After Jesus has put paid to “they must have sinned for this to happen” idea, he does then give a very strange, almost contradictory reply. “Unless you repent, you will all perish as they did”. I don’t think Jesus is saying unless you repent you will all suffer an awful, untimely death; but He is reminding us that in the end we all perish, and asking what state we will be in when that happens. There is always the question of whether we feel ready to live in the presence of God forever. In an old fashioned phrase “are we in a state of Grace to meet our maker?”
It seems to me that Jesus is saying questions are good, but you are asking the wrong question. Don’t ask “what did this person do to deserve suffering?” ask instead, “how is your own relationship with God?” Look at yourself while you still have the time, because we never know what might happen. Bad things will inevitably happen, maybe to us – illness, accident, disaster; but while we still have a life we need to be asking “how is our relationship with God?” Do we love our neighbours as ourselves? Are we actually doing something to relieve the suffering of others, or do we just point fingers and try to connect the dots between the suffering of others and their sin. So many people still do that – social media is a revelation for that type of thinking. A recent post on Facebook about a family struggling to live on a low income following serious illness, revealed the most judgemental comments about them not working hard enough, not saving for bad times and even about the mum being overweight – as if being fat had led to poverty. So that thinking is around, very much alive in our society. Is it in you?
Lent is a special time in the church’s year to look at how we are doing with God. That can involve looking at big questions like “why is there suffering?” – it’s something we might do in a Lent group or tackle through reading a Lent book. But most times the big questions bring us back to ourselves and God. Despite the cartoon depictions of God keeping tally of our good deeds and our evil deeds, that is not how it is. It is all about love – God loves us and wants us eventually to love him and our neighbour. He wants that response and does not keep a score of our deeds. That may seem unfair but it is how it is. God loves the murderer in his prison cell – he doesn’t love what he has done, but he loves the person and he wants to love them into the Kingdom. He wants them to turn their life around and to love him back. Everything can be forgiven. God is generous.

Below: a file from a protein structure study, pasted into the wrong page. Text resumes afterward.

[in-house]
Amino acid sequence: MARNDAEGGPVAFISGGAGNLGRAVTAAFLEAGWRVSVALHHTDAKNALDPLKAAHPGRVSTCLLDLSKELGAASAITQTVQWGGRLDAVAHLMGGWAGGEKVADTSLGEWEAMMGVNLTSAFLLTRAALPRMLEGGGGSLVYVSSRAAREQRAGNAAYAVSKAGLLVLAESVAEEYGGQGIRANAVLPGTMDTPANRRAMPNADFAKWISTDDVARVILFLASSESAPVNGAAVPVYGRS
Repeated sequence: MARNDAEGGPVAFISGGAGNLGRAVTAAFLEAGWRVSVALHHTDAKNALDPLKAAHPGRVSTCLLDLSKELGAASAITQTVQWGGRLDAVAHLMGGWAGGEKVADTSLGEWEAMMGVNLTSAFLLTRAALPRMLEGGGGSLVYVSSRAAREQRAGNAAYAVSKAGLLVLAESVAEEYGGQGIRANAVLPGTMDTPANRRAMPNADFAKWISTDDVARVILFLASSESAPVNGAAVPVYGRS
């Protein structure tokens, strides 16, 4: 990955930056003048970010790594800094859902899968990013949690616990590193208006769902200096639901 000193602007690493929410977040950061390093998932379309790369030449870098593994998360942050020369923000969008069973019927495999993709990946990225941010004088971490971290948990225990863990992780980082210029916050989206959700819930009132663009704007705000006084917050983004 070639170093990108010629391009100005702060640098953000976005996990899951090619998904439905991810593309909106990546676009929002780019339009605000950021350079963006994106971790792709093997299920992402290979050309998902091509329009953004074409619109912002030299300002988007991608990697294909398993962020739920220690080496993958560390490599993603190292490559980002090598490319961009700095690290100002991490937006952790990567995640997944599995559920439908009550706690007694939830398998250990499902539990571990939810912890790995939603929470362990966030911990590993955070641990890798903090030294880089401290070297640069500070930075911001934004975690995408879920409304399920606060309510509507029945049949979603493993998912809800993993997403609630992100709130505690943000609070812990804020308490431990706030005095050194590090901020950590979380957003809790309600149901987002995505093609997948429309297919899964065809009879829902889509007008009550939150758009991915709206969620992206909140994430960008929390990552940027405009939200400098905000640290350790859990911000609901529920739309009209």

And in our Gospel today, as so often happens in the gospels, Jesus doesn’t answer questions, he tells a story. He has told the crowd they are asking the wrong question and to instead think of their relationship with God and what it is in their lives they need turn around. And then he tells them a story of a fig tree that hasn’t born fruit after 3 years of careful nurturing. The sensible thing to do is to cut it down, but the gardener says “no, I’ll give it another year of care. It can have another chance.”
God, the great gardener of creation, wants fruitfulness, but he is full of second chances, third chances, fourth chances – seventy times seven chances it tells us in another part of the gospels. God loves us and wants love in return, love for Him and love for the other people he created with whom we share his world. He will keep nurturing us. He can’t stop disaster and disease, but he can love us and keep nurturing us into turning things around so that we love him and love our neighbours as ourselves.